Exploring Churches of Florence

Dylan Miller ’16 – Just steps away from Florence’s famous Duomo, the Palazzo Medici and the Church of San Lorenzo can be found. The Palazzo, or palace, was constructed in 1445 by Michelozzo di Bartolomeo and commissioned by Cosimo de’ Medici, a member of the incredibly influential and wealthy Medici family of Florence. Cosimo rejected an original design for the palazzo from Brunelleschi, one of Florence’s most well known artists, because the design was too lavish and magnificent. Cosimo feared that the magnificence would arouse envy among citizens; so rather, Cosimo insisted the palazzo be viewed as a public ornament for the city. The idea of magnificence and envy are foundationally important concepts in Machiavelli’s theories.

The Medici Courtyard

The Medici Courtyard

The original palazzo was shaped like a cube with a combination of traditional styles of sandstone and rustication as well as Renaissance styles. The traditional styles are reminiscent of ancient Roman buildings, which make the important connection between Florence and the famous Roman Empire. This connection to Rome was linked to the idea of Roman virtue, which Florence, as well as many cities in Italy, wanted to emulate.

The palazzo has many elements that project the feel of a public space such as the loggias, the benches, a courtyard, and a garden. However, the private dominance of the Medici family is still architecturally present. The rise of the Medici family led to its fall in 1494 when the family was exiled from the city, the palazzo was confiscated, and their property was sold at the local Orsanmichele. However, it wasn’t long until the Medici family returned to Florence and their palazzo in 1512.

Just diagonal from the palazzo, the Church of San Lorenzo acts as the official church of the Medici family, the Medici family’s crypt, and a library. The Church of San Lorenzo is one of the oldest buildings in Florence, but the Medici family commission Brunelleschi in 1419 to rebuild it. The Church of San Lorenzo has many important elements to it. It houses the last works of Donatello, Brunelleschi’s Old Sacristy, and the Laurentian library. The library was constructed by Michelangelo and contained the Medici family’s private collection. The proximity of these two Medicean buildings is an important spatial message. The neighborhood essentially became a Medici neighborhood, and their dominance is shown architecturally, which has very important political, cultural, religious, and economic implications.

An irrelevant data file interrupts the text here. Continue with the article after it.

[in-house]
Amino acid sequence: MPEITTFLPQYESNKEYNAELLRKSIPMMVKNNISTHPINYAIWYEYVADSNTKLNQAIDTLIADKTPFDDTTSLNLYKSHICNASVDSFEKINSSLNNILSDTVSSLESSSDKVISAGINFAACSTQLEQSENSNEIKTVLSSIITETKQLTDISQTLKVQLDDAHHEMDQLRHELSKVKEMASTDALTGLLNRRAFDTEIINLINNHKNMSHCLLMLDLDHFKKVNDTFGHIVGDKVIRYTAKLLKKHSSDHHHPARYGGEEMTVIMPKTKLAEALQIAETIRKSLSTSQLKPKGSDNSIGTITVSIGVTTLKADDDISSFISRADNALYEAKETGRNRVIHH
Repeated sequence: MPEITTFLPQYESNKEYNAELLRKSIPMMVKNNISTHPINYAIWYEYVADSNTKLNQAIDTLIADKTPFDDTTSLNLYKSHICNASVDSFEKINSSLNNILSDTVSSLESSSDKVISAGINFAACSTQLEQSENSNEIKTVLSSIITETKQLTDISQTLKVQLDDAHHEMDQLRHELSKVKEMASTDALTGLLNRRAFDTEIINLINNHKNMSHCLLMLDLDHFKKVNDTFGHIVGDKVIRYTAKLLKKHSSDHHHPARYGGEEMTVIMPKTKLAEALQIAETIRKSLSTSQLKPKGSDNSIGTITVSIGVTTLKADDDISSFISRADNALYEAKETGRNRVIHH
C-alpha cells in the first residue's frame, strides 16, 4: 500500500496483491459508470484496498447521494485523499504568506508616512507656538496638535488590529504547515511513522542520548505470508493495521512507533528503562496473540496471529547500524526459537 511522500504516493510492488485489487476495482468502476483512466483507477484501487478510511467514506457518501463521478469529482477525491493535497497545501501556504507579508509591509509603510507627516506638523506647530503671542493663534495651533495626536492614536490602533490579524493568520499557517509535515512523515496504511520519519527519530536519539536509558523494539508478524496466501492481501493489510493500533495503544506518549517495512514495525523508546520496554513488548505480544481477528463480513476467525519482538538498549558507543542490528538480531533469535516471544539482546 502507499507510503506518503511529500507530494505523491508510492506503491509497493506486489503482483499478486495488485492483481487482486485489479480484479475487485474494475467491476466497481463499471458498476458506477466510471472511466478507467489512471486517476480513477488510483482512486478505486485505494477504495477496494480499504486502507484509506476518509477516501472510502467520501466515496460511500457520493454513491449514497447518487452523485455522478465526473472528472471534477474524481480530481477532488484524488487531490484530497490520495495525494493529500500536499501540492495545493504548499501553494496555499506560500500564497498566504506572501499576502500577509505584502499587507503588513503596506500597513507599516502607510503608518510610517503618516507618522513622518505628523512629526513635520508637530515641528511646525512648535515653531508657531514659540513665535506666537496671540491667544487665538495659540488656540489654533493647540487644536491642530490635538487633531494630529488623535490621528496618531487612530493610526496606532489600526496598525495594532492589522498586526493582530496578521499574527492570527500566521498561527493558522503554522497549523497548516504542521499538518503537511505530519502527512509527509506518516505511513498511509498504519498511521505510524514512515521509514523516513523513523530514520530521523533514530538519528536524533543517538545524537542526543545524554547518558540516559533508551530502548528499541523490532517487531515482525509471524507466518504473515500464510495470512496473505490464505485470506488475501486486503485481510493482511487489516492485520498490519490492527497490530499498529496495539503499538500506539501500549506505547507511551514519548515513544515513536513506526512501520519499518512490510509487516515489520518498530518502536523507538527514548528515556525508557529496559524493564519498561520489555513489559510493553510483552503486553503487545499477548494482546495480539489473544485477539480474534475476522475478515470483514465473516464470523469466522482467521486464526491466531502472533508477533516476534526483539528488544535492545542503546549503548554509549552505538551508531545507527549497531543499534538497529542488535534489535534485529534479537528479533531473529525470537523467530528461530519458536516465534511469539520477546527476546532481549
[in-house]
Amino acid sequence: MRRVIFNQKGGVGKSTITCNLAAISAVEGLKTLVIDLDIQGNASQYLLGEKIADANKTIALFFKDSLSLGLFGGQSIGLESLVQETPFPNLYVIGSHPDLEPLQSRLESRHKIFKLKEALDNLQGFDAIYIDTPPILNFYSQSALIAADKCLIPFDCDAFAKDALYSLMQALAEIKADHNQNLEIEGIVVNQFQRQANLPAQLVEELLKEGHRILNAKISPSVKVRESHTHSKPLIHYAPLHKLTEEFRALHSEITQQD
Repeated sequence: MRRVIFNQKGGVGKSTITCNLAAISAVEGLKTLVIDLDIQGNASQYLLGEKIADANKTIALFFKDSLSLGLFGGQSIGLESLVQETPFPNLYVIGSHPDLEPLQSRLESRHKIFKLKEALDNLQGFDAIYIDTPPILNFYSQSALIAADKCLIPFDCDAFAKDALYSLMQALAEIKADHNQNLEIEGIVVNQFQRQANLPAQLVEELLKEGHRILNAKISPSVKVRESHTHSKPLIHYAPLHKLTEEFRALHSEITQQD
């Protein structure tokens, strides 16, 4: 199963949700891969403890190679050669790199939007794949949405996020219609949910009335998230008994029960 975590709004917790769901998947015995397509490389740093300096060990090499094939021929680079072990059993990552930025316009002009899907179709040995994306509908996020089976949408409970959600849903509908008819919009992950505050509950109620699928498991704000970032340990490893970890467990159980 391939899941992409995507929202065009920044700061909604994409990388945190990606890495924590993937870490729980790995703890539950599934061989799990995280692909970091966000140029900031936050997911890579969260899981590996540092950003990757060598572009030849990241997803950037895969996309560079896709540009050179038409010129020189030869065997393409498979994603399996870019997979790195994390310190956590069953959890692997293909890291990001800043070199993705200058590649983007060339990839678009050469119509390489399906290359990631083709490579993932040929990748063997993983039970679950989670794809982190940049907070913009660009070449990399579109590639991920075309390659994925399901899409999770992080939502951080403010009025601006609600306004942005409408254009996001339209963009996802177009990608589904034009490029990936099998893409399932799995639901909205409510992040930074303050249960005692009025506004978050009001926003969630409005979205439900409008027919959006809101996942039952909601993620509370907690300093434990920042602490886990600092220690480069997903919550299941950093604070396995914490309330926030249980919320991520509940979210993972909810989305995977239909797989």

Students make Way to Florence

Brian Wittman ’16 – We left Wabash at a reasonable time of 2:30 pm, and discussed potential sites we would see. Undoubtedly on the car ride to O’Hare Airport old Wabash stories were swapped between riders. Upon arrival at O’Hare this untraveled blogger learned that we would be flying out of the county nonstop. So I buckled up for my first international flight. The flight would take eight hours which no one slept the entire way. So the hope for a night of full rest was too optimistic.

We landed in Zurich, Switzerland and my passport received its first stamp styled tattoo. It was a proud moment for a 22-year-old that has never seen the coasts of his own country. Of course Euchre was played during our layover in Zurich. After a group photo we boarded our hour-long flight to the beautiful city of Florence, Italy. Unfortunately when we landed in the city it was being showered from the sky. We knew there was supposed to rain, but hope still lingered in my heart. Still, my introduction to the city (which was a crammed bus ride to our hotel) was full of small oddities and differences that my mid-west desensitized eyes darted to one after another. I’m excited to experience them all, eat some wonderful food, and see some beautiful art. I’ll include all of that in my next blog.

Marcus Kammrath ’16 – Today was the first day we had for a walking tour around Florence! We had somewhat of a typical Indiana day, with all four seasons presenting themselves in the form of weather. We all persevered however and made it a fantastic time! I started my day by exploring our assigned spaces for presentations, the church Santa Maria Novella. Luckily my “exploration” did not take long because Santa Maria Novella is on the doorstep of our hotel! The use of space in Florence cannot be understated, and the way that saying “all roads lead to home” works because by following any street you will find a grand work of art or a place of significance.

We followed up our independent explorations by meeting at the Loggia dei Lanzi. The space could be described as a “patio” of sorts with many sculptures that resemble ancient Roman works. Something that we were able to see throughout the day was the use of Renaissance artwork to showcase how artists portraying various types of Florentine characteristics brought religion and the state together. For instance, one piece we saw in one of the chapels had multiple people sitting down outside of a building on benches what symbolized their commitment to their respective patron.